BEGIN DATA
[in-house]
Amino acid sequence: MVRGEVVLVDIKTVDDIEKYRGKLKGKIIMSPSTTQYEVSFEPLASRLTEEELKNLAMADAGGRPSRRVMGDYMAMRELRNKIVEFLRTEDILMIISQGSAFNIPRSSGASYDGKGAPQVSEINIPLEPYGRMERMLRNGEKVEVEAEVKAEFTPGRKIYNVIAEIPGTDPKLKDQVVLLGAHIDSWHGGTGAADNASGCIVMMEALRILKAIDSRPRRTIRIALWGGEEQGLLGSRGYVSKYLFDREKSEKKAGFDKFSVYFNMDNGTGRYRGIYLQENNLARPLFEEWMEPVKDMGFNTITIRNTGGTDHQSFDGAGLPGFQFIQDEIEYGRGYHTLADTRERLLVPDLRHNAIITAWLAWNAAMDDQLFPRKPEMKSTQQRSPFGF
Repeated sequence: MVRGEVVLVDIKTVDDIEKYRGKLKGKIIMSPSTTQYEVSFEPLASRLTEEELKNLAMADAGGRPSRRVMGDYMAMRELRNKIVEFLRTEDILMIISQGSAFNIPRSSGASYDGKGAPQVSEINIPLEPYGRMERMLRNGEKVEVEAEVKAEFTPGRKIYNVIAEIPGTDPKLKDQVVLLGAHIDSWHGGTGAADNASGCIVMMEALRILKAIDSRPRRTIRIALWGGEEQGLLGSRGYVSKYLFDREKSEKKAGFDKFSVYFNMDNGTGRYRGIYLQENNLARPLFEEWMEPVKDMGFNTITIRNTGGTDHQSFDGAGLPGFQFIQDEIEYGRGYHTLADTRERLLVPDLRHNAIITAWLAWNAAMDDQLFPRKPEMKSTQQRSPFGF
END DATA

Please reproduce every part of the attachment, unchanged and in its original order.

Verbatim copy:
[in-house]
Amino acid sequence: MVRGEVVLVDIKTVDDIEKYRGKLKGKIIMSPSTTQYEVSFEPLASRLTEEELKNLAMADAGGRPSRRVMGDYMAMRELRNKIVEFLRTEDILMIISQGSAFNIPRSSGASYDGKGAPQVSEINIPLEPYGRMERMLRNGEKVEVEAEVKAEFTPGRKIYNVIAEIPGTDPKLKDQVVLLGAHIDSWHGGTGAADNASGCIVMMEALRILKAIDSRPRRTIRIALWGGEEQGLLGSRGYVSKYLFDREKSEKKAGFDKFSVYFNMDNGTGRYRGIYLQENNLARPLFEEWMEPVKDMGFNTITIRNTGGTDHQSFDGAGLPGFQFIQDEIEYGRGYHTLADTRERLLVPDLRHNAIITAWLAWNAAMDDQLFPRKPEMKSTQQRSPFGF
Repeated sequence: MVRGEVVLVDIKTVDDIEKYRGKLKGKIIMSPSTTQYEVSFEPLASRLTEEELKNLAMADAGGRPSRRVMGDYMAMRELRNKIVEFLRTEDILMIISQGSAFNIPRSSGASYDGKGAPQVSEINIPLEPYGRMERMLRNGEKVEVEAEVKAEFTPGRKIYNVIAEIPGTDPKLKDQVVLLGAHIDSWHGGTGAADNASGCIVMMEALRILKAIDSRPRRTIRIALWGGEEQGLLGSRGYVSKYLFDREKSEKKAGFDKFSVYFNMDNGTGRYRGIYLQENNLARPLFEEWMEPVKDMGFNTITIRNTGGTDHQSFDGAGLPGFQFIQDEIEYGRGYHTLADTRERLLVPDLRHNAIITAWLAWNAAMDDQLFPRKPEMKSTQQRSPFGF